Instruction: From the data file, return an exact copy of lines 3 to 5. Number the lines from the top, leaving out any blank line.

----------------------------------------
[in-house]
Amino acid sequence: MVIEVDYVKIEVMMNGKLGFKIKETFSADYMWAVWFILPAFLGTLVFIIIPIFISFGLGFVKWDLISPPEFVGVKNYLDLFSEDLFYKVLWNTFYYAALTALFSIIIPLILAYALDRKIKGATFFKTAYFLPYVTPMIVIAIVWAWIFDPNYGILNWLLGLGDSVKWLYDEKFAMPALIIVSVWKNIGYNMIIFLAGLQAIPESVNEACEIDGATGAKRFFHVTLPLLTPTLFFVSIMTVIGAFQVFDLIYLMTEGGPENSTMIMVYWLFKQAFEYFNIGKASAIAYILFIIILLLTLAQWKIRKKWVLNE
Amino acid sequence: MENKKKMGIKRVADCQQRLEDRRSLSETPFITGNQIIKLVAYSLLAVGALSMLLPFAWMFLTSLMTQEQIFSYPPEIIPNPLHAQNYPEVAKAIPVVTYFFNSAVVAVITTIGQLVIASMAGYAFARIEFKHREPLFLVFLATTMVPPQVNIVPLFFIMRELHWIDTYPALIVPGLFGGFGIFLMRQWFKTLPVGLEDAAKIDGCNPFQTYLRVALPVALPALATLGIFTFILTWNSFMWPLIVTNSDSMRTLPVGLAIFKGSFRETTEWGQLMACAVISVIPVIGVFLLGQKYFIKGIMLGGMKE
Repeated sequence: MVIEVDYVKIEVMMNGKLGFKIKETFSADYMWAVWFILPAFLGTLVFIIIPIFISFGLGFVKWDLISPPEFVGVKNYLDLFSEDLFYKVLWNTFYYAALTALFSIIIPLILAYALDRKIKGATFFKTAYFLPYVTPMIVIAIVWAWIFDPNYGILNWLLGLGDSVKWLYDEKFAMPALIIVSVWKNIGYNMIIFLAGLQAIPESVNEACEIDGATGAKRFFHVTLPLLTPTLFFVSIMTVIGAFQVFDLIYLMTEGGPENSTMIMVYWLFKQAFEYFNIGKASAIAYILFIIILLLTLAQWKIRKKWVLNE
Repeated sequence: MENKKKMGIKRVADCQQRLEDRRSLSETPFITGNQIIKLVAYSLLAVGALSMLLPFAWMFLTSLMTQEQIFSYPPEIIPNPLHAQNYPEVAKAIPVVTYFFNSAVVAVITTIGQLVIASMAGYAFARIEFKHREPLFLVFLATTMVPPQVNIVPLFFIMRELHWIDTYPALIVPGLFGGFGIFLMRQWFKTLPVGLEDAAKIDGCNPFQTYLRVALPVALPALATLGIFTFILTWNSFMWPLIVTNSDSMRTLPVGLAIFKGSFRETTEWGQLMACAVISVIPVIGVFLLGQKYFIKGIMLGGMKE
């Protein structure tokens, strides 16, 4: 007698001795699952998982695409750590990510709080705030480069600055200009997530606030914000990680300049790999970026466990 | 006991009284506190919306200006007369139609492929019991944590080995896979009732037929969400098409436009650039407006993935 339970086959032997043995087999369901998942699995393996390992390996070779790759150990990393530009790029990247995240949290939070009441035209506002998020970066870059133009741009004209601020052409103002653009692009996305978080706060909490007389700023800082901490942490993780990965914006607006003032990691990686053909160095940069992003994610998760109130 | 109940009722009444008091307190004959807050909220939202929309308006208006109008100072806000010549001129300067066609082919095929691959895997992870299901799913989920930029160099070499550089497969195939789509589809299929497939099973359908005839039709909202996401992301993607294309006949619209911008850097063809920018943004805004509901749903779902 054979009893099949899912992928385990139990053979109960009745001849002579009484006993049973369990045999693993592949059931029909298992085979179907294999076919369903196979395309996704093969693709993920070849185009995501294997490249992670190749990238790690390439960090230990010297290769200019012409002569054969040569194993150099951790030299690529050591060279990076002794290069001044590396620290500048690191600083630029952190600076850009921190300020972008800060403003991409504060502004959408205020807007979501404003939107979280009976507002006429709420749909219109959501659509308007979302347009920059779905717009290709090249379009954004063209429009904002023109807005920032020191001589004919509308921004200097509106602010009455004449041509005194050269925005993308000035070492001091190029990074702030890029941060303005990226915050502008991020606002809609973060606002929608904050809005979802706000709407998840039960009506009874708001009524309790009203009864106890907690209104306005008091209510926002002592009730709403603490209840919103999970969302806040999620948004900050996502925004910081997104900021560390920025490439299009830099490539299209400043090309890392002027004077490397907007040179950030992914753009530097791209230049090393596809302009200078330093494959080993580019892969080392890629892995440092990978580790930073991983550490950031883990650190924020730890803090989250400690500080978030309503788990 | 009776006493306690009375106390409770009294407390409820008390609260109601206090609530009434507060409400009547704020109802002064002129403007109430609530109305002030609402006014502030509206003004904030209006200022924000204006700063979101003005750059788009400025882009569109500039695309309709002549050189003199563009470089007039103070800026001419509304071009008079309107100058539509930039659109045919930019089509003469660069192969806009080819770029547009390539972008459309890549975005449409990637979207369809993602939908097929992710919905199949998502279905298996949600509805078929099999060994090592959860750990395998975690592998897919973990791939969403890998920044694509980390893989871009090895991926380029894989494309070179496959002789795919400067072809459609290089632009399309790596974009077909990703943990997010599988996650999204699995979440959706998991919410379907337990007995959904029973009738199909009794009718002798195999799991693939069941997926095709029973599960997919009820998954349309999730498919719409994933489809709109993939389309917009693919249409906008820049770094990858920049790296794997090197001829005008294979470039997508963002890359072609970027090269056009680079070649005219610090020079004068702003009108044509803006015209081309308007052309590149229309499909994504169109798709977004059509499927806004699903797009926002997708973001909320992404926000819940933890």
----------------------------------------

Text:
Amino acid sequence: MENKKKMGIKRVADCQQRLEDRRSLSETPFITGNQIIKLVAYSLLAVGALSMLLPFAWMFLTSLMTQEQIFSYPPEIIPNPLHAQNYPEVAKAIPVVTYFFNSAVVAVITTIGQLVIASMAGYAFARIEFKHREPLFLVFLATTMVPPQVNIVPLFFIMRELHWIDTYPALIVPGLFGGFGIFLMRQWFKTLPVGLEDAAKIDGCNPFQTYLRVALPVALPALATLGIFTFILTWNSFMWPLIVTNSDSMRTLPVGLAIFKGSFRETTEWGQLMACAVISVIPVIGVFLLGQKYFIKGIMLGGMKE
Repeated sequence: MVIEVDYVKIEVMMNGKLGFKIKETFSADYMWAVWFILPAFLGTLVFIIIPIFISFGLGFVKWDLISPPEFVGVKNYLDLFSEDLFYKVLWNTFYYAALTALFSIIIPLILAYALDRKIKGATFFKTAYFLPYVTPMIVIAIVWAWIFDPNYGILNWLLGLGDSVKWLYDEKFAMPALIIVSVWKNIGYNMIIFLAGLQAIPESVNEACEIDGATGAKRFFHVTLPLLTPTLFFVSIMTVIGAFQVFDLIYLMTEGGPENSTMIMVYWLFKQAFEYFNIGKASAIAYILFIIILLLTLAQWKIRKKWVLNE
Repeated sequence: MENKKKMGIKRVADCQQRLEDRRSLSETPFITGNQIIKLVAYSLLAVGALSMLLPFAWMFLTSLMTQEQIFSYPPEIIPNPLHAQNYPEVAKAIPVVTYFFNSAVVAVITTIGQLVIASMAGYAFARIEFKHREPLFLVFLATTMVPPQVNIVPLFFIMRELHWIDTYPALIVPGLFGGFGIFLMRQWFKTLPVGLEDAAKIDGCNPFQTYLRVALPVALPALATLGIFTFILTWNSFMWPLIVTNSDSMRTLPVGLAIFKGSFRETTEWGQLMACAVISVIPVIGVFLLGQKYFIKGIMLGGMKE